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Quite a Ride

Octogenarian Gale Ginn — former Western-movie riding double, rodeo bronc buster and celebrated teenage cross-country rider — recalls her life in the saddle.

By Jeff Berg


At a recent meeting of the Southwestern Cowboys Association in Arizona, Gale Ginn was told that she is the oldest member with the best memory.

Quite a compliment, and one that probably shows what lots of fresh air while on horseback will do for you.

Gale Ginn as a girl-possibly about the time she rode solo some 240 miles, half the length of Arizona.

Ginn, during her first 80 or so youthful years, has been on horseback much of that time. She once rode by herself nearly half the length of Arizona when she was only 13 years old. Ginn, who now lives in Las Cruces, also worked as a riding double in several Western feature films that were shot in Arizona in the 1950s — films that starred the likes of Alan Ladd, Shelley Winters and Charles Bickford. More recently, after she turned 80, she painted a large outside mural on a building in the village of Do¤a Ana.

She learned to be a bronco rider as a youngster, though exactly how she learned involves a bit of family history. "My Dad was in the cavalry and stationed in El Paso, but he and my mother split the sheets when I was six months old," Ginn relates. "My stepfather, 'Pecos' Higgins, was a showman. He went to England with the 101 Wild West Show, and he was also a bit of drinker. It was Pecos who made a bronc rider out of me."


When Ginn was 12, her mom and stepdad "Pecos," who had stopped drinking by this time, lived in the White Mountains of Arizona, in the Pinetop-Piñon area, east and north of Phoenix. It was decided that young Gale should go live with her grandparents, who lived in the Pearce area in the southeast corner of the state. Even though she wanted to go, she wasn't going to go without her horse.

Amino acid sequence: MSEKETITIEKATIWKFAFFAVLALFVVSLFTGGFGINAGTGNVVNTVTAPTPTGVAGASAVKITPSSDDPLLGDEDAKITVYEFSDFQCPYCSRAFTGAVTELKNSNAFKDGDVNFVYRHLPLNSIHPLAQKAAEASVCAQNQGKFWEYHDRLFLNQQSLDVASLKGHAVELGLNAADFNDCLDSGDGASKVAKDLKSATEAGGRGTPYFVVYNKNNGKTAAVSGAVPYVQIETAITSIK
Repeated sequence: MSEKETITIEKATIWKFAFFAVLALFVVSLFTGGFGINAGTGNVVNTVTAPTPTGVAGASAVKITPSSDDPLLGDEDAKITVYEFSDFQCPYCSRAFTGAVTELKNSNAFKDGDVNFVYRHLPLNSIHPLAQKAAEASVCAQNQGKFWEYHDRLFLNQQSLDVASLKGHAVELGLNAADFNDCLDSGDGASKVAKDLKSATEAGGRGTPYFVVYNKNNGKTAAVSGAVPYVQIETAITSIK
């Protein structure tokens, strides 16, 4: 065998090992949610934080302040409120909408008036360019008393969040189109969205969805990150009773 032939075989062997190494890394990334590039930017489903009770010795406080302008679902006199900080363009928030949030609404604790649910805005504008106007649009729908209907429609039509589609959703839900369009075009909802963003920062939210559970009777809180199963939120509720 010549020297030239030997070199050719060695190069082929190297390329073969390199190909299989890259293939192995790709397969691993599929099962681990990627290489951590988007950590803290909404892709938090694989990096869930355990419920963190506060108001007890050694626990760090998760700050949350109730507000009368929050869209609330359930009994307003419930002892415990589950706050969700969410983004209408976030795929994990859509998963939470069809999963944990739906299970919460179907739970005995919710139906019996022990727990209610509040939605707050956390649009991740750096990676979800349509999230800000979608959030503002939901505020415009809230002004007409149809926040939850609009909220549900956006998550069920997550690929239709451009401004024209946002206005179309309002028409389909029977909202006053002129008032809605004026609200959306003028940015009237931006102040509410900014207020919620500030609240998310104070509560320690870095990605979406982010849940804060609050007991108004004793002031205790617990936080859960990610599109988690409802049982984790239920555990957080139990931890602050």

"Pecos knew that my pony wasn't strong enough for that trip, so I was given another horse, Calico, to ride," she recalls. "He mapped out the trip for me, gave me seven postcards and $5 cash."

And off she went. She would use only six of the postcards.

Though she was by now only 13 years old, Gale was told not to worry about anything, as various stockmen and ranch families whom Pecos knew would help her and give her a place to stay and something to eat.

Her first night out was at a place called White River. She didn't know anyone there, but a good family took her in, fed her and provided a lunch for the next day. Night two was to be spent with folks at Black River, but the family whom Pecos had recommended had long since left the area. Noting on her map that it was "only" another 18 miles to Hilltop, where the next old pals of Pecos were supposed to live, Ginn rode on. She arrived in Hilltop at last — only to find out that those folks had moved away two years previously, too. She did finally manage to spend the night with a local stockman, named Hi Brown, and his wife.

On day four, she finally did hook up with one of Pecos' friends, the ominously named Black Jack Traner, who lived near San Carlos, close by the Apache reservation. Ginn remembers, "Pecos had not seen Black Jack for eight to 10 years, and he had a new bride, who took one look at me and when I said, 'I'm supposed to spend the night', she said, 'I don't think so.'"

Seems that even then Gale Ginn was an attractive woman — and Black Jack's new bride apparently sniffed competition in the air.

"So, Black Jack took me over to some stockmen and their wives, who washed my clothes and fed me."

The next leg of the trip was to have Gale cover 60 miles, all on horseback, and Black Jack gave her his Stetson to wear on the long ride. "I never wore a hat, so I just tied it on my saddle." The hat would play a key role later in the journey, however.

"Black Jack told me to take the cutoff to Coolidge Dam, but I missed the cutoff." She finally came upon a store, where she broke out part of her $5 bankroll to buy a bottle of Delaware Punch and a candy bar.

"The bottle was too hot to hold after a while," she says.

Her adventure continued, and she hitched a ride on a truck that was returning from hauling a load of pigs. Another cowboy, Burt Hinton, who had already heard about "a girl on a paint horse," was driving the truck. About 10 miles from the Hinton home near Bylas, the truck went under an overpass. That spooked her horse. Calico reared — bruising Ginn's shoulder — and tried to jump out of the truck, which didn't have sideboards. She rode Calico the rest of the way to the Hintons' to spend the night.

The next night, not knowing anyone in the Safford area, Ginn looked for the biggest haystack and asked the owners if she could feed her horse and spend the night. At first they thought she was a runaway, but after she explained her situation, she and Calico were fed and bedded down for the night.